How to make a wort chiller for homebrewing


Step 4: Bending the copper tubing

Picture of Bending the copper tubing
The goal is to coil the copper into a tube that will pass through the cold water and allow the heat from the wort to dissipate rapidly. Using many coils creates more surface area for the hot wort to touch on its path through the chiller.

I used a tubing bender to safely bend my copper without any kinks. Don't be like me and underestimate how much copper tubing you will need. I ran out and had to get more and use a coupling to continue. I wound up needing almost 18 feet. Buy the right amount the first time and you won't need to worry about it.

To keep my coils relatively equal, I used a 3 liter plastic soda bottle to check my progress.

The coil itself begins straight so it can go to the ball valve. I turned it about 90 degrees to begin the coils. I made about 9 coils and then did another 90 degree bend straight up.

It's difficult to describe just how I shaped the pipe. If this step's description doesn't make sense, continue anyway and see how it will function.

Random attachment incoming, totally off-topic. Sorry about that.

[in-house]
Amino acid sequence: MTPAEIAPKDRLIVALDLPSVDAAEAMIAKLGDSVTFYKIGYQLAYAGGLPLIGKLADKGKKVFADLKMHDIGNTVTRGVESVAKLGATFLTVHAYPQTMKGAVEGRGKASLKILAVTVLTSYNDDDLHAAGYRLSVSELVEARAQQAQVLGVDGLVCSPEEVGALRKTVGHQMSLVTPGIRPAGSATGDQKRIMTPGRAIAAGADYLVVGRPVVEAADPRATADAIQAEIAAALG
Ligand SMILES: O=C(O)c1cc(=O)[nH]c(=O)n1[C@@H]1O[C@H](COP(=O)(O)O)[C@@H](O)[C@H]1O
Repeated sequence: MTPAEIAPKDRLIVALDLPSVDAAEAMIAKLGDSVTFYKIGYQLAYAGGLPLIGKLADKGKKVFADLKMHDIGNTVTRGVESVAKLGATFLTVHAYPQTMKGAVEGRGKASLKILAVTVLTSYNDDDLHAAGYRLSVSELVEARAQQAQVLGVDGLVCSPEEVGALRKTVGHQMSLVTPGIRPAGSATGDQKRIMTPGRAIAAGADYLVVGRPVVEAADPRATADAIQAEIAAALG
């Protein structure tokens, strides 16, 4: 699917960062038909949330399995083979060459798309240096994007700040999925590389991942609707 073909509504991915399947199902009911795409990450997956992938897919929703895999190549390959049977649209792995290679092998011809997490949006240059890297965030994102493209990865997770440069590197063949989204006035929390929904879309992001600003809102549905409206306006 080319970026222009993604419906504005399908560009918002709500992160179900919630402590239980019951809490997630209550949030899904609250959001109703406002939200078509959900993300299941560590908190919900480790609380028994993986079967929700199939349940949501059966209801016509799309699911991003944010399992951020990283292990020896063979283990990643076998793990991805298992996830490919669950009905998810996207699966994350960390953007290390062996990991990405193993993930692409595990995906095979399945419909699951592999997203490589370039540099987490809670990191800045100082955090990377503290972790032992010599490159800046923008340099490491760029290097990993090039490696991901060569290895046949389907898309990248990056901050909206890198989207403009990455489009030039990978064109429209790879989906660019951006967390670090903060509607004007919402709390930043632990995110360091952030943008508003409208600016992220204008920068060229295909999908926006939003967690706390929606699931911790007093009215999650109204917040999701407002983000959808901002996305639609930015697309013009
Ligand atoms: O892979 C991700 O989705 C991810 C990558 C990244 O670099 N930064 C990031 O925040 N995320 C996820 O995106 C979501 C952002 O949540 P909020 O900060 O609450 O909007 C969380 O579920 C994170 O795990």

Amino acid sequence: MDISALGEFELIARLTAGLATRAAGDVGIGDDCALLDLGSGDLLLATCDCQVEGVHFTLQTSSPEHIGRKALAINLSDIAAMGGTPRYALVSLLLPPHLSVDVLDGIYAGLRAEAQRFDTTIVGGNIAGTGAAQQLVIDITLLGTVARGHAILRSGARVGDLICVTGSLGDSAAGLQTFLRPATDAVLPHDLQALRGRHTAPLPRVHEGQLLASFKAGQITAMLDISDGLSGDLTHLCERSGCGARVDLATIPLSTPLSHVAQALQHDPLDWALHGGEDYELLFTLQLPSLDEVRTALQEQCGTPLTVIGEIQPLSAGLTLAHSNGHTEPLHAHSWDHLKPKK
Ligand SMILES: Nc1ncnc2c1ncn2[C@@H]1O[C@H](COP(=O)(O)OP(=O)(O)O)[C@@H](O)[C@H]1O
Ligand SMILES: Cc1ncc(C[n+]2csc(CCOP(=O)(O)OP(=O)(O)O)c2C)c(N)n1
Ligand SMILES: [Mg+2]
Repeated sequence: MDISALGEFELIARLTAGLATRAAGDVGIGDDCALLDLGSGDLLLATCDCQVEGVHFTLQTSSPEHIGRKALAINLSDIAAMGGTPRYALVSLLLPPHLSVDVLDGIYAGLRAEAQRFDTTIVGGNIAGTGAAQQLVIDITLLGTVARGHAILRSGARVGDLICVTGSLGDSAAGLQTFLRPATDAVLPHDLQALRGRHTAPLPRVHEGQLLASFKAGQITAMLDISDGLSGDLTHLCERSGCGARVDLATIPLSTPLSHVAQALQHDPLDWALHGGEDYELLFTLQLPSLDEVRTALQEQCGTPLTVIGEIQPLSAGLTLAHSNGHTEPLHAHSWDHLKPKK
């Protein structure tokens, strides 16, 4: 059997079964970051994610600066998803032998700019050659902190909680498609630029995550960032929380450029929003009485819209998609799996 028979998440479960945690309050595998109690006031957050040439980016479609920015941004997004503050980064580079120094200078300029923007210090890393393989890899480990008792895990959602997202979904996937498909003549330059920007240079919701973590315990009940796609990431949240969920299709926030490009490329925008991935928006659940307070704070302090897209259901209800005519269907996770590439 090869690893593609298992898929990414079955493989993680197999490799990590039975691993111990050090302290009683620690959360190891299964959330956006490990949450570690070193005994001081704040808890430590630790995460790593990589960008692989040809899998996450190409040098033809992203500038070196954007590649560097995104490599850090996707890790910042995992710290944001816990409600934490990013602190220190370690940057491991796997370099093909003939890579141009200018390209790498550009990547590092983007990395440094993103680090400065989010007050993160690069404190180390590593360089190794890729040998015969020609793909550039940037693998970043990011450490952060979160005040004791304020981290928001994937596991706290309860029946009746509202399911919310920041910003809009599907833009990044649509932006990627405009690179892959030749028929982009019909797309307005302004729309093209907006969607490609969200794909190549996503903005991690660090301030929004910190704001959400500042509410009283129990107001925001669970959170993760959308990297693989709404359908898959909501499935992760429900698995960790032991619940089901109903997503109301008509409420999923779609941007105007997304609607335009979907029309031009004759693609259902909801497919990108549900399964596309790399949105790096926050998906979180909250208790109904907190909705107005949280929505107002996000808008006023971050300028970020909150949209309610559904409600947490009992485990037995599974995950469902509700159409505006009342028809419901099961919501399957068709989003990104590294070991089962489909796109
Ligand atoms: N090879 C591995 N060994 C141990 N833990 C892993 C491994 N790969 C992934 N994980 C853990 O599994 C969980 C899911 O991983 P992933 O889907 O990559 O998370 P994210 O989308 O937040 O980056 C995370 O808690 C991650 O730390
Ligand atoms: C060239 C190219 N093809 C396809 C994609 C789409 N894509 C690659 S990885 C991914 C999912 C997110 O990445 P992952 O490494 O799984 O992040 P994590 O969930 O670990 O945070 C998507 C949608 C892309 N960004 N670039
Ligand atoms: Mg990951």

JamesGannon5 months ago

I was looking to buy a wort chiller when I came acroos your instructable, I am the type of person where if I can make something myself I will. I do not know very much about brewing but the wort chillers I have seen all have tighter coils (vertically), is there any drawback or improvement having your coils spaced so far apart?

moritzr3 years ago
If you don't have a tubing bender, try filling the copper tube with sand before bending. This will help to keep the tube from kinking.
jsgraham4 years ago
You say that you used a 3-liter bottle as a pattern to check your progress. Why not just use the 3-liter bottle as a mandrel from the very beginning? Fill the bottle with water to make it rigid. Then while the coil is still on the bottle, you can adjust your spacing between coils to your liking.